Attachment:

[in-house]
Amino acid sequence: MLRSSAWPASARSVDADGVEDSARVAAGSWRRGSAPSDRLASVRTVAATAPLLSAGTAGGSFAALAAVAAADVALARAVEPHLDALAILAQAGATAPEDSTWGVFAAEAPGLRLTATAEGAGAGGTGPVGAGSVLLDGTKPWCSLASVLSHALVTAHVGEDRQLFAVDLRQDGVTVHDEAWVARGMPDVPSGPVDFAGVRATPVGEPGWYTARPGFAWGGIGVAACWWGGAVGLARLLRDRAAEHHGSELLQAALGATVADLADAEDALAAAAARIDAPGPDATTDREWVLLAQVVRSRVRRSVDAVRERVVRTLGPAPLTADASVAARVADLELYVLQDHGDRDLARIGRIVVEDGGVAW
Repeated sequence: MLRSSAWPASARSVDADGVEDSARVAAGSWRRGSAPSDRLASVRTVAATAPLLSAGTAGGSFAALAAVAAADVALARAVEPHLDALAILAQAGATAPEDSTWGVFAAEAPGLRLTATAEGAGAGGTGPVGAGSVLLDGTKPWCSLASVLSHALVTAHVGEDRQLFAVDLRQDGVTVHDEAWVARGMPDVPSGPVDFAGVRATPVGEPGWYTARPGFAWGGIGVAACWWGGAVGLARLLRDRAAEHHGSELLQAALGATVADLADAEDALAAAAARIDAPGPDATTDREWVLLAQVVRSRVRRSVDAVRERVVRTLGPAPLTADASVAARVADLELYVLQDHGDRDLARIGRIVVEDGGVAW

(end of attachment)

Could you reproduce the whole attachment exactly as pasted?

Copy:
[in-house]
Amino acid sequence: MLRSSAWPASARSVDADGVEDSARVAAGSWRRGSAPSDRLASVRTVAATAPLLSAGTAGGSFAALAAVAAADVALARAVEPHLDALAILAQAGATAPEDSTWGVFAAEAPGLRLTATAEGAGAGGTGPVGAGSVLLDGTKPWCSLASVLSHALVTAHVGEDRQLFAVDLRQDGVTVHDEAWVARGMPDVPSGPVDFAGVRATPVGEPGWYTARPGFAWGGIGVAACWWGGAVGLARLLRDRAAEHHGSELLQAALGATVADLADAEDALAAAAARIDAPGPDATTDREWVLLAQVVRSRVRRSVDAVRERVVRTLGPAPLTADASVAARVADLELYVLQDHGDRDLARIGRIVVEDGGVAW
Repeated sequence: MLRSSAWPASARSVDADGVEDSARVAAGSWRRGSAPSDRLASVRTVAATAPLLSAGTAGGSFAALAAVAAADVALARAVEPHLDALAILAQAGATAPEDSTWGVFAAEAPGLRLTATAEGAGAGGTGPVGAGSVLLDGTKPWCSLASVLSHALVTAHVGEDRQLFAVDLRQDGVTVHDEAWVARGMPDVPSGPVDFAGVRATPVGEPGWYTARPGFAWGGIGVAACWWGGAVGLARLLRDRAAEHHGSELLQAALGATVADLADAEDALAAAAARIDAPGPDATTDREWVLLAQVVRSRVRRSVDAVRERVVRTLGPAPLTADASVAARVADLELYVLQDHGDRDLARIGRIVVEDGGVAW